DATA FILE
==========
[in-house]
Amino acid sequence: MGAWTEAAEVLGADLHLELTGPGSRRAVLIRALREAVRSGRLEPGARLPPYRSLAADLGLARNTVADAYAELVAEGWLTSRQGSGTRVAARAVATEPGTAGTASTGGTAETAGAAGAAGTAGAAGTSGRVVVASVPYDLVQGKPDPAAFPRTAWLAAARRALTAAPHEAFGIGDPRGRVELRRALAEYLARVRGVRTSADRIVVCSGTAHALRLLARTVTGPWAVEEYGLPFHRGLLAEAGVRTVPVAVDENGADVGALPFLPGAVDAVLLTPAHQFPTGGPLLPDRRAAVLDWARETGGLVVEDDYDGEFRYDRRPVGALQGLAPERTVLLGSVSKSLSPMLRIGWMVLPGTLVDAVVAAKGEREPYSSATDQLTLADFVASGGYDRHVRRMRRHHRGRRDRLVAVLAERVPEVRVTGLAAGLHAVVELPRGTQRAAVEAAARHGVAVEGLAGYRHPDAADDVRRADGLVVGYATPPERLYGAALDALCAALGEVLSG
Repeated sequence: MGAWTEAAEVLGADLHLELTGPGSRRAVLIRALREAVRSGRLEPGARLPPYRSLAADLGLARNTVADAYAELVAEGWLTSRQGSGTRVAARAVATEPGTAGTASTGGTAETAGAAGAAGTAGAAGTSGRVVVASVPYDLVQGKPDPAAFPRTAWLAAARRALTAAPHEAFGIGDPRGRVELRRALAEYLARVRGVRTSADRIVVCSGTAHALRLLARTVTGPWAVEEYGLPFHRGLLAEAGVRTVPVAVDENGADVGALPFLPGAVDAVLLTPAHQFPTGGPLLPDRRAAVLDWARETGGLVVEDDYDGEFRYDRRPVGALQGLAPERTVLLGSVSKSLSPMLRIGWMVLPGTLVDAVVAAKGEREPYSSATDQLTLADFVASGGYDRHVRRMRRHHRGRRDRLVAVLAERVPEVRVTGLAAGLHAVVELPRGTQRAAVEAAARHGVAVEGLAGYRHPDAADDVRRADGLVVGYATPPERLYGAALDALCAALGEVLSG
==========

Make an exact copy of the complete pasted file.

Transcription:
[in-house]
Amino acid sequence: MGAWTEAAEVLGADLHLELTGPGSRRAVLIRALREAVRSGRLEPGARLPPYRSLAADLGLARNTVADAYAELVAEGWLTSRQGSGTRVAARAVATEPGTAGTASTGGTAETAGAAGAAGTAGAAGTSGRVVVASVPYDLVQGKPDPAAFPRTAWLAAARRALTAAPHEAFGIGDPRGRVELRRALAEYLARVRGVRTSADRIVVCSGTAHALRLLARTVTGPWAVEEYGLPFHRGLLAEAGVRTVPVAVDENGADVGALPFLPGAVDAVLLTPAHQFPTGGPLLPDRRAAVLDWARETGGLVVEDDYDGEFRYDRRPVGALQGLAPERTVLLGSVSKSLSPMLRIGWMVLPGTLVDAVVAAKGEREPYSSATDQLTLADFVASGGYDRHVRRMRRHHRGRRDRLVAVLAERVPEVRVTGLAAGLHAVVELPRGTQRAAVEAAARHGVAVEGLAGYRHPDAADDVRRADGLVVGYATPPERLYGAALDALCAALGEVLSG
Repeated sequence: MGAWTEAAEVLGADLHLELTGPGSRRAVLIRALREAVRSGRLEPGARLPPYRSLAADLGLARNTVADAYAELVAEGWLTSRQGSGTRVAARAVATEPGTAGTASTGGTAETAGAAGAAGTAGAAGTSGRVVVASVPYDLVQGKPDPAAFPRTAWLAAARRALTAAPHEAFGIGDPRGRVELRRALAEYLARVRGVRTSADRIVVCSGTAHALRLLARTVTGPWAVEEYGLPFHRGLLAEAGVRTVPVAVDENGADVGALPFLPGAVDAVLLTPAHQFPTGGPLLPDRRAAVLDWARETGGLVVEDDYDGEFRYDRRPVGALQGLAPERTVLLGSVSKSLSPMLRIGWMVLPGTLVDAVVAAKGEREPYSSATDQLTLADFVASGGYDRHVRRMRRHHRGRRDRLVAVLAERVPEVRVTGLAAGLHAVVELPRGTQRAAVEAAARHGVAVEGLAGYRHPDAADDVRRADGLVVGYATPPERLYGAALDALCAALGEVLSG